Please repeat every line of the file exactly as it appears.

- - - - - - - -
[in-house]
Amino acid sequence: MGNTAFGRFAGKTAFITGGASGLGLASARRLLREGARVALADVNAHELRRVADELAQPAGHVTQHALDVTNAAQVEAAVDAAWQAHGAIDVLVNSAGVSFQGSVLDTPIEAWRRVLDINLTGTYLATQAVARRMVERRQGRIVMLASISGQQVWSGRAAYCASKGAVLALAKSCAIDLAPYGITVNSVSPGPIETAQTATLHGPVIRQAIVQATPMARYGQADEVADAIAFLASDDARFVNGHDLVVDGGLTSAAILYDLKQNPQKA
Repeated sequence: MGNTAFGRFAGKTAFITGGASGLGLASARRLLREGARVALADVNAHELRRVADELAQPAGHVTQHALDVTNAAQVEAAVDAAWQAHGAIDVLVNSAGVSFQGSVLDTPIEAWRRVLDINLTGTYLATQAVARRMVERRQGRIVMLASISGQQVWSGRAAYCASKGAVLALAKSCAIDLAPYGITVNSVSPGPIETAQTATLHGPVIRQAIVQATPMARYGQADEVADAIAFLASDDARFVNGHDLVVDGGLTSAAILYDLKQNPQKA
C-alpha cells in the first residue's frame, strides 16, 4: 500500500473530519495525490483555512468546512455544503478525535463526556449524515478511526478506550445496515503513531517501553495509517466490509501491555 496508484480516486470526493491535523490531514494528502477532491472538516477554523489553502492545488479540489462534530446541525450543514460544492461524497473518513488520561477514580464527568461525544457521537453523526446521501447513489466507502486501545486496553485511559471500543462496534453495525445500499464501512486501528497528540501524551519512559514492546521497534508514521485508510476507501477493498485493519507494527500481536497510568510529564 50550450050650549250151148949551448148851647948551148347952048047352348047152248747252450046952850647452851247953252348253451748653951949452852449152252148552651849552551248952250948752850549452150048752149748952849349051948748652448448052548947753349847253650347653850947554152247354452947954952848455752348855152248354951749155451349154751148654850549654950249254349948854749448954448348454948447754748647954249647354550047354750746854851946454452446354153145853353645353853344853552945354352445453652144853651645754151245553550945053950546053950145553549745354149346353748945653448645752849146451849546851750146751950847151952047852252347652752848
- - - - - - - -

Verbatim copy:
[in-house]
Amino acid sequence: MGNTAFGRFAGKTAFITGGASGLGLASARRLLREGARVALADVNAHELRRVADELAQPAGHVTQHALDVTNAAQVEAAVDAAWQAHGAIDVLVNSAGVSFQGSVLDTPIEAWRRVLDINLTGTYLATQAVARRMVERRQGRIVMLASISGQQVWSGRAAYCASKGAVLALAKSCAIDLAPYGITVNSVSPGPIETAQTATLHGPVIRQAIVQATPMARYGQADEVADAIAFLASDDARFVNGHDLVVDGGLTSAAILYDLKQNPQKA
Repeated sequence: MGNTAFGRFAGKTAFITGGASGLGLASARRLLREGARVALADVNAHELRRVADELAQPAGHVTQHALDVTNAAQVEAAVDAAWQAHGAIDVLVNSAGVSFQGSVLDTPIEAWRRVLDINLTGTYLATQAVARRMVERRQGRIVMLASISGQQVWSGRAAYCASKGAVLALAKSCAIDLAPYGITVNSVSPGPIETAQTATLHGPVIRQAIVQATPMARYGQADEVADAIAFLASDDARFVNGHDLVVDGGLTSAAILYDLKQNPQKA
C-alpha cells in the first residue's frame, strides 16, 4: 500500500473530519495525490483555512468546512455544503478525535463526556449524515478511526478506550445496515503513531517501553495509517466490509501491555 496508484480516486470526493491535523490531514494528502477532491472538516477554523489553502492545488479540489462534530446541525450543514460544492461524497473518513488520561477514580464527568461525544457521537453523526446521501447513489466507502486501545486496553485511559471500543462496534453495525445500499464501512486501528497528540501524551519512559514492546521497534508514521485508510476507501477493498485493519507494527500481536497510568510529564 50550450050650549250151148949551448148851647948551148347952048047352348047152248747252450046952850647452851247953252348253451748653951949452852449152252148552651849552551248952250948752850549452150048752149748952849349051948748652448448052548947753349847253650347653850947554152247354452947954952848455752348855152248354951749155451349154751148654850549654950249254349948854749448954448348454948447754748647954249647354550047354750746854851946454452446354153145853353645353853344853552945354352445453652144853651645754151245553550945053950546053950145553549745354149346353748945653448645752849146451849546851750146751950847151952047852252347652752848